Dear Doc: I have several colleagues in my unit who dislike – or even fear – going to the dentist. Some go so far as to live with a toothache or other oral problem for months just to avoid seeing their dentist.
I wonder if you could share some tips on how my colleagues and others can overcome this fear? Could you also provide some tips related to oral health that you would like everyone to know or keep in mind?
-Sgt. Dan D. Toothphobe
Dear Sergeant. Dentophobe: Many servicemen face the same fear. I found someone to talk to about it. I contacted Army Maj. (Dr.) Loc Dang, a pediatric dentist at Tripler Army Medical Center in Honolulu, Hawaii. Here is what he said:
How many of you love going to the dentist?
How many prefer to wait until the pain is unbearable before seeking treatment?
It turns out that dentophobia (the fear of dentists) is one of the most common phobias in the world! I recently walked around my clinic (a dental clinic!) and I asked my colleagues why they avoided going to a dentist. You might recognize their answers:
- I hate needles.
- They’ll find a cavity because I have bad teeth.
- The dentist doesn’t care about me and just wants more money.
- They will judge me when they see my teeth.
As a dentist, the most important thing I can do for you is to provide you with the education necessary to maintain excellent oral hygiene and prevent dental disease. If you are successful with prevention, your dentist won’t need to use needles because your teeth will be happy and healthy. With the right knowledge, your future visits to the dentist will be a breeze! Let’s review some key information:
- Brushing and flossing are actually important. In college, I lost my dental insurance for four years. When I went back to the dentist, I was shocked when they told me I had ZERO CAVITY. How did I do? I learned how to brush and floss properly: To brush my teeth, hold your toothbrush with a loose handle and brush in circles for two minutes. Note that it’s the tips of the bristles that do the action, so if your brush is frayed, it’s time to change one. With dental floss, think of your teeth as windows. Would you like to lick the outside of your windows? Me niether. You have to clean them with a squeegee (dental floss) – and often!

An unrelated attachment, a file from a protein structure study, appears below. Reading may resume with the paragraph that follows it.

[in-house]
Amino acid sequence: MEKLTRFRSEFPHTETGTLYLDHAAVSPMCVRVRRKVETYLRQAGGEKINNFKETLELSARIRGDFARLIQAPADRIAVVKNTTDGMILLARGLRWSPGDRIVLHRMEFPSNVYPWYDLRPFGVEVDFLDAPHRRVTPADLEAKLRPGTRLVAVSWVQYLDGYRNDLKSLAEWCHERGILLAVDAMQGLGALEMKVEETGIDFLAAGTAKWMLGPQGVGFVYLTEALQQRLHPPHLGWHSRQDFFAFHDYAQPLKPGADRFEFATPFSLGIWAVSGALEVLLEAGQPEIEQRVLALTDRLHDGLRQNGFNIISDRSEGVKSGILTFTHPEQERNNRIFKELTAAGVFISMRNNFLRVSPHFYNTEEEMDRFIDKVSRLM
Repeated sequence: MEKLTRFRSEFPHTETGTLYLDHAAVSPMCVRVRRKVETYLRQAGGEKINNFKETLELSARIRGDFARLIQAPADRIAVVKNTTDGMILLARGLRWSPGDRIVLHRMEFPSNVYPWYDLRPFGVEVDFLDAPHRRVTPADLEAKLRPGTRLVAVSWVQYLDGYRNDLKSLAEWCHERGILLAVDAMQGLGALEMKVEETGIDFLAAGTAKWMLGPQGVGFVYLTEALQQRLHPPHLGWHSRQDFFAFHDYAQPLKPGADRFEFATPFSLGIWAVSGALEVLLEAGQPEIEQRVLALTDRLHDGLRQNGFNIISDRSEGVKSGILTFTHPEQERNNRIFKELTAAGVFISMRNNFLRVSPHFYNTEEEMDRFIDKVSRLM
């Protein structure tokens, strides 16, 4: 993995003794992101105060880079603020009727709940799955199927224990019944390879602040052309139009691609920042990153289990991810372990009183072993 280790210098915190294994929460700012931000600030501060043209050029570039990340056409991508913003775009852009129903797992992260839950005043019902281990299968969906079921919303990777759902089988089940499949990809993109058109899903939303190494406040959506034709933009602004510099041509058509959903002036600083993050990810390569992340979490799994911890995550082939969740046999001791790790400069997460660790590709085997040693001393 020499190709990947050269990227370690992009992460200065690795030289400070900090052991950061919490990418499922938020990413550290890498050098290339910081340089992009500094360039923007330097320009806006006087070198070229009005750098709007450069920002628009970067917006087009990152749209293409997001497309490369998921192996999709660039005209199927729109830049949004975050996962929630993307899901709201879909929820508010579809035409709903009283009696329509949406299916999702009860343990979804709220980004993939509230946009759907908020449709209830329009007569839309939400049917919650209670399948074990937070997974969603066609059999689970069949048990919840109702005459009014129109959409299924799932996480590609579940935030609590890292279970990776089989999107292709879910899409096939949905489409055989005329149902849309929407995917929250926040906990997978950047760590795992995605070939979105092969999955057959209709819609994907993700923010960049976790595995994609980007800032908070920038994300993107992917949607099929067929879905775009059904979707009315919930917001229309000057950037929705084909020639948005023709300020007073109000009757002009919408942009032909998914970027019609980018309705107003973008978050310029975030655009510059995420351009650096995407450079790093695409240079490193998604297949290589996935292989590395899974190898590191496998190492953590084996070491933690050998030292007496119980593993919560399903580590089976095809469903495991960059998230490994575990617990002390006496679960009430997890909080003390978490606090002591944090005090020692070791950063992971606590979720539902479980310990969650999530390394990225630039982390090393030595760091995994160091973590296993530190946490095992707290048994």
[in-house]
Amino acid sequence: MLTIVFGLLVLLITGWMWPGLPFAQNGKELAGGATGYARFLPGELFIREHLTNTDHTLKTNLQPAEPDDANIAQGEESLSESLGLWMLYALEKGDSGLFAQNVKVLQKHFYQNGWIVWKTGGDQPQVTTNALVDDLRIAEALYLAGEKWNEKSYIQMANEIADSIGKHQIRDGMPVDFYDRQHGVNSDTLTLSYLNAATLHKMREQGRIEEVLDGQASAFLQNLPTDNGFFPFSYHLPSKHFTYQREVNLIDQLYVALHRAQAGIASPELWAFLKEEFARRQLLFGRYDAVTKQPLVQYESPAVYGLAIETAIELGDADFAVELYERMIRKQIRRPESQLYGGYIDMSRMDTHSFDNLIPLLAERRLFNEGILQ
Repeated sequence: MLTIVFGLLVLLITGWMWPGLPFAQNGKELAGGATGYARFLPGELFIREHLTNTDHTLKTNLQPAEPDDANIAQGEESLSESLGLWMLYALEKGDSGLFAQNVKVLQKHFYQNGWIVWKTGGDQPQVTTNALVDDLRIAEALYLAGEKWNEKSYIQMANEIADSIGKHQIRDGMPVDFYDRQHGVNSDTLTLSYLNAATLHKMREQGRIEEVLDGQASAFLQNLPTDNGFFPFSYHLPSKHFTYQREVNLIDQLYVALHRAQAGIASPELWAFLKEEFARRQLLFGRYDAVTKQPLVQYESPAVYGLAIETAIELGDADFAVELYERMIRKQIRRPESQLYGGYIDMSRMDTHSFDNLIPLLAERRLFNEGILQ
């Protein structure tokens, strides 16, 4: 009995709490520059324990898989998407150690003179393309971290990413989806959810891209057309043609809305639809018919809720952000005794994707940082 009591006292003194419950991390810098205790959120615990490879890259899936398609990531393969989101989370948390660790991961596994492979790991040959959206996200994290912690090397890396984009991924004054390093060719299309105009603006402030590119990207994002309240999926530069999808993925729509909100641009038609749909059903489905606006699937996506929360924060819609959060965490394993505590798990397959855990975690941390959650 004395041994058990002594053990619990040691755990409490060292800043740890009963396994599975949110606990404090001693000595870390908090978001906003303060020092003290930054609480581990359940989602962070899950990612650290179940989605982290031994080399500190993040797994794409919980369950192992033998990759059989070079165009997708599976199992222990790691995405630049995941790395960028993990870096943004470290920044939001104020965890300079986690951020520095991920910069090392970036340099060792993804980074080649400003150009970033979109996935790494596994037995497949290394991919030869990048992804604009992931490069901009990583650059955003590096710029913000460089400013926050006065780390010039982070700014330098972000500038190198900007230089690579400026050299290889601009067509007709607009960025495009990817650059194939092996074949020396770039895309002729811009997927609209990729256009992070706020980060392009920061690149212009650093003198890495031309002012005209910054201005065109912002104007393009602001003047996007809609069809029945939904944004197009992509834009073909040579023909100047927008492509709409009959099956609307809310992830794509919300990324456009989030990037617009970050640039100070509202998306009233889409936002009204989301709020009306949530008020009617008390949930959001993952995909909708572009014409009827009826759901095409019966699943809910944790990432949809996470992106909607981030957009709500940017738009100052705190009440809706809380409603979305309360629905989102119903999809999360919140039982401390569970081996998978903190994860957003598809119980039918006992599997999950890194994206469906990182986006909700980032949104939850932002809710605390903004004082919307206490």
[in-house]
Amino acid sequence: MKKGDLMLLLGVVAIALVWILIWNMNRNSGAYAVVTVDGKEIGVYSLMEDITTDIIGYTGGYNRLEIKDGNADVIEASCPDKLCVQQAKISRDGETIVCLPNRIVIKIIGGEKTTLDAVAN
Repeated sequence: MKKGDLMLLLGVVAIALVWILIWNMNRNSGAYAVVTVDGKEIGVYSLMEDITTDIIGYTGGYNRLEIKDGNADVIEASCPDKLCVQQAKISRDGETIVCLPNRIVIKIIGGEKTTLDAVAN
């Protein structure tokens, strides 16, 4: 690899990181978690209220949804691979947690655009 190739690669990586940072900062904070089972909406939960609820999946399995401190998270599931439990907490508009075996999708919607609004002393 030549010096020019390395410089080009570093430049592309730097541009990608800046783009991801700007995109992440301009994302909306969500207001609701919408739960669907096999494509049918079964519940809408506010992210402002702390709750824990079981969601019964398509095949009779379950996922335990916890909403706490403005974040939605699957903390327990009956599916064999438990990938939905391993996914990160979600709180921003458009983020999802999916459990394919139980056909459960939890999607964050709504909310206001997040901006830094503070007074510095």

- Please stop sharing drinks and utensils with friends and family. You can easily spread your germs to other people. If they have cavities, chances are they’re from you.
- Your diet matters. Everything you ingest (except water) contains sugar. This sugar will increase the level of acidity in your mouth. Bacteria need an acidic environment to “activate” and will use the sugar you give them to grow. Keep in mind that bacteria thrive on easily processed sugars.
- Tobacco is bad for you. I shouldn’t need to spell it. Please find a healthier way to deal with your stress and anxiety.
- Go to your dental exams. Early detection is essential. Your mouth says a lot about your overall health. If something goes wrong with a routine appointment, we can guide you to the right people to get you the help you need. If you wait until you have pain to visit us, you will probably find your dental journey long and expensive. Don’t do this to yourself.
My wish as a pediatric dentist is that your children do not grow up with the same dental fear as you.
Please teach them the importance of oral hygiene.
Brush your teeth together so they can see how important it is to you.
Most importantly, take your kids to the dentist regularly so they can create positive memories at the dentist’s office.
And remember, dentists are people too, and we survive on your healthy, happy smiles.
sergeant. Dentophobic: It seems your best way to overcome your fear of the dentist is to make sure you keep your teeth clean and healthy. Scary things that worry you rarely happen to people who have good oral health. So keep brushing, keep flossing – and be careful!